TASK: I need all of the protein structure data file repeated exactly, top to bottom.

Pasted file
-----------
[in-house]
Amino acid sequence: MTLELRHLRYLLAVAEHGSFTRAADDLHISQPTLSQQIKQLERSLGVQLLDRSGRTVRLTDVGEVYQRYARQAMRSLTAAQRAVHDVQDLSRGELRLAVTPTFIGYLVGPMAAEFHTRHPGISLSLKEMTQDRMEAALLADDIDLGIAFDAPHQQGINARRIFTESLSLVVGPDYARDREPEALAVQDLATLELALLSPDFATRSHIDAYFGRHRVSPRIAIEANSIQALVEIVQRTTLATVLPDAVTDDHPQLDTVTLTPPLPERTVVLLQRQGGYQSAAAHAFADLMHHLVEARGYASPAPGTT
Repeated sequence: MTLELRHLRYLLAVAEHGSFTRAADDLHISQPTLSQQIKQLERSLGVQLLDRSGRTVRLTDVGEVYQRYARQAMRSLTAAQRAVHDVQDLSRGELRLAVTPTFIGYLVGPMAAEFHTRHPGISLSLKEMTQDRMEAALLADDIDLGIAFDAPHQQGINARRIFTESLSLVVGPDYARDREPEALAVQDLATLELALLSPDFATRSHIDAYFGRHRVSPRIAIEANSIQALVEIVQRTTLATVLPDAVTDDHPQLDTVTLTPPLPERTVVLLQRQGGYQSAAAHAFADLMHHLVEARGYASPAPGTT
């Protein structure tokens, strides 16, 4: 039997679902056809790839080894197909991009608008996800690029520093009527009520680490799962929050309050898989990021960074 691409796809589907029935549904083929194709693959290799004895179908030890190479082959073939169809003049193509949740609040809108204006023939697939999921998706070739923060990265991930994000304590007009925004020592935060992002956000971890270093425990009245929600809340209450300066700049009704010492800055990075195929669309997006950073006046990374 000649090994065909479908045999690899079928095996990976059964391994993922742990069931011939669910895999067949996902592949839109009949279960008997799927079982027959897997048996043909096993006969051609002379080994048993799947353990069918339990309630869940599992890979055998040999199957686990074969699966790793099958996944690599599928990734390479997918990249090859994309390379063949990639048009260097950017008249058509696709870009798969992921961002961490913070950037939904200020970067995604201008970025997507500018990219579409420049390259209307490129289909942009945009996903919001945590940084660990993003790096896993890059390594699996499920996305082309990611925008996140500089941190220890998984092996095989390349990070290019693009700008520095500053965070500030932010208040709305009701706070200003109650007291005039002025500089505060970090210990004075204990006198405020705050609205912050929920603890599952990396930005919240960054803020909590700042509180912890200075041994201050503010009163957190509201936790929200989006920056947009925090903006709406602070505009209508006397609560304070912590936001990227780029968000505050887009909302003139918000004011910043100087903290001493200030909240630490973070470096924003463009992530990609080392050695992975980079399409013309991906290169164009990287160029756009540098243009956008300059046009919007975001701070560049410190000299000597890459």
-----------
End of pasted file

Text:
[in-house]
Amino acid sequence: MTLELRHLRYLLAVAEHGSFTRAADDLHISQPTLSQQIKQLERSLGVQLLDRSGRTVRLTDVGEVYQRYARQAMRSLTAAQRAVHDVQDLSRGELRLAVTPTFIGYLVGPMAAEFHTRHPGISLSLKEMTQDRMEAALLADDIDLGIAFDAPHQQGINARRIFTESLSLVVGPDYARDREPEALAVQDLATLELALLSPDFATRSHIDAYFGRHRVSPRIAIEANSIQALVEIVQRTTLATVLPDAVTDDHPQLDTVTLTPPLPERTVVLLQRQGGYQSAAAHAFADLMHHLVEARGYASPAPGTT
Repeated sequence: MTLELRHLRYLLAVAEHGSFTRAADDLHISQPTLSQQIKQLERSLGVQLLDRSGRTVRLTDVGEVYQRYARQAMRSLTAAQRAVHDVQDLSRGELRLAVTPTFIGYLVGPMAAEFHTRHPGISLSLKEMTQDRMEAALLADDIDLGIAFDAPHQQGINARRIFTESLSLVVGPDYARDREPEALAVQDLATLELALLSPDFATRSHIDAYFGRHRVSPRIAIEANSIQALVEIVQRTTLATVLPDAVTDDHPQLDTVTLTPPLPERTVVLLQRQGGYQSAAAHAFADLMHHLVEARGYASPAPGTT
């Protein structure tokens, strides 16, 4: 039997679902056809790839080894197909991009608008996800690029520093009527009520680490799962929050309050898989990021960074 691409796809589907029935549904083929194709693959290799004895179908030890190479082959073939169809003049193509949740609040809108204006023939697939999921998706070739923060990265991930994000304590007009925004020592935060992002956000971890270093425990009245929600809340209450300066700049009704010492800055990075195929669309997006950073006046990374 000649090994065909479908045999690899079928095996990976059964391994993922742990069931011939669910895999067949996902592949839109009949279960008997799927079982027959897997048996043909096993006969051609002379080994048993799947353990069918339990309630869940599992890979055998040999199957686990074969699966790793099958996944690599599928990734390479997918990249090859994309390379063949990639048009260097950017008249058509696709870009798969992921961002961490913070950037939904200020970067995604201008970025997507500018990219579409420049390259209307490129289909942009945009996903919001945590940084660990993003790096896993890059390594699996499920996305082309990611925008996140500089941190220890998984092996095989390349990070290019693009700008520095500053965070500030932010208040709305009701706070200003109650007291005039002025500089505060970090210990004075204990006198405020705050609205912050929920603890599952990396930005919240960054803020909590700042509180912890200075041994201050503010009163957190509201936790929200989006920056947009925090903006709406602070505009209508006397609560304070912590936001990227780029968000505050887009909302003139918000004011910043100087903290001493200030909240630490973070470096924003463009992530990609080392050695992975980079399409013309991906290169164009990287160029756009540098243009956008300059046009919007975001701070560049410190000299000597890459």